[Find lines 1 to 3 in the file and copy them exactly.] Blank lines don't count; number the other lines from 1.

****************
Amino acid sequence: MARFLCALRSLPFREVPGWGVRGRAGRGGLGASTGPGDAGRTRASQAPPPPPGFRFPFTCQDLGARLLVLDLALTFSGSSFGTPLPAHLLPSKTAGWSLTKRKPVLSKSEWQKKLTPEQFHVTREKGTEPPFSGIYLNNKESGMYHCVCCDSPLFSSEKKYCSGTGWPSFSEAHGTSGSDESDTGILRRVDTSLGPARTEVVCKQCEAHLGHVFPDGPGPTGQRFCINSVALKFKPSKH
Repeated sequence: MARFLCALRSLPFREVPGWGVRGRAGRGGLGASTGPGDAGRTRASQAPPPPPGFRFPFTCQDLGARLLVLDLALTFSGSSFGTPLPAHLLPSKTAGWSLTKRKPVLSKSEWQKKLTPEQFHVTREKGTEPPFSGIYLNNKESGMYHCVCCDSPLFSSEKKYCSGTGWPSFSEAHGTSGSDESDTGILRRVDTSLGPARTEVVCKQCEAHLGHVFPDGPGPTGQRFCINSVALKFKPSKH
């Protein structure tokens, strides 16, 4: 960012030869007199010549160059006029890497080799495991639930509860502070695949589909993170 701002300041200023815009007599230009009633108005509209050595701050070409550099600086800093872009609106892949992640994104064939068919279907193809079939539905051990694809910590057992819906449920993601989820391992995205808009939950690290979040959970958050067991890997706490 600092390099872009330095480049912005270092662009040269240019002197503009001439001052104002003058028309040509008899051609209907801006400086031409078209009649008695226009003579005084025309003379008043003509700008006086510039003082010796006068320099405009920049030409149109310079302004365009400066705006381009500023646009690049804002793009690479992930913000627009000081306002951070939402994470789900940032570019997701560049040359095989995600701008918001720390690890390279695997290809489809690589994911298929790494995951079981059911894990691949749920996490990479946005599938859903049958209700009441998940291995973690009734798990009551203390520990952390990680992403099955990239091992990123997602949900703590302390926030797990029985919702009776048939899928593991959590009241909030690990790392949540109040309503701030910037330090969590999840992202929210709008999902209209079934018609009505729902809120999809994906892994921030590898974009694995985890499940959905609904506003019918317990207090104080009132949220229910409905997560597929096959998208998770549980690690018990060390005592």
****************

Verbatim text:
Amino acid sequence: MARFLCALRSLPFREVPGWGVRGRAGRGGLGASTGPGDAGRTRASQAPPPPPGFRFPFTCQDLGARLLVLDLALTFSGSSFGTPLPAHLLPSKTAGWSLTKRKPVLSKSEWQKKLTPEQFHVTREKGTEPPFSGIYLNNKESGMYHCVCCDSPLFSSEKKYCSGTGWPSFSEAHGTSGSDESDTGILRRVDTSLGPARTEVVCKQCEAHLGHVFPDGPGPTGQRFCINSVALKFKPSKH
Repeated sequence: MARFLCALRSLPFREVPGWGVRGRAGRGGLGASTGPGDAGRTRASQAPPPPPGFRFPFTCQDLGARLLVLDLALTFSGSSFGTPLPAHLLPSKTAGWSLTKRKPVLSKSEWQKKLTPEQFHVTREKGTEPPFSGIYLNNKESGMYHCVCCDSPLFSSEKKYCSGTGWPSFSEAHGTSGSDESDTGILRRVDTSLGPARTEVVCKQCEAHLGHVFPDGPGPTGQRFCINSVALKFKPSKH
């Protein structure tokens, strides 16, 4: 960012030869007199010549160059006029890497080799495991639930509860502070695949589909993170 701002300041200023815009007599230009009633108005509209050595701050070409550099600086800093872009609106892949992640994104064939068919279907193809079939539905051990694809910590057992819906449920993601989820391992995205808009939950690290979040959970958050067991890997706490 600092390099872009330095480049912005270092662009040269240019002197503009001439001052104002003058028309040509008899051609209907801006400086031409078209009649008695226009003579005084025309003379008043003509700008006086510039003082010796006068320099405009920049030409149109310079302004365009400066705006381009500023646009690049804002793009690479992930913000627009000081306002951070939402994470789900940032570019997701560049040359095989995600701008918001720390690890390279695997290809489809690589994911298929790494995951079981059911894990691949749920996490990479946005599938859903049958209700009441998940291995973690009734798990009551203390520990952390990680992403099955990239091992990123997602949900703590302390926030797990029985919702009776048939899928593991959590009241909030690990790392949540109040309503701030910037330090969590999840992202929210709008999902209209079934018609009505729902809120999809994906892994921030590898974009694995985890499940959905609904506003019918317990207090104080009132949220229910409905997560597929096959998208998770549980690690018990060390005592």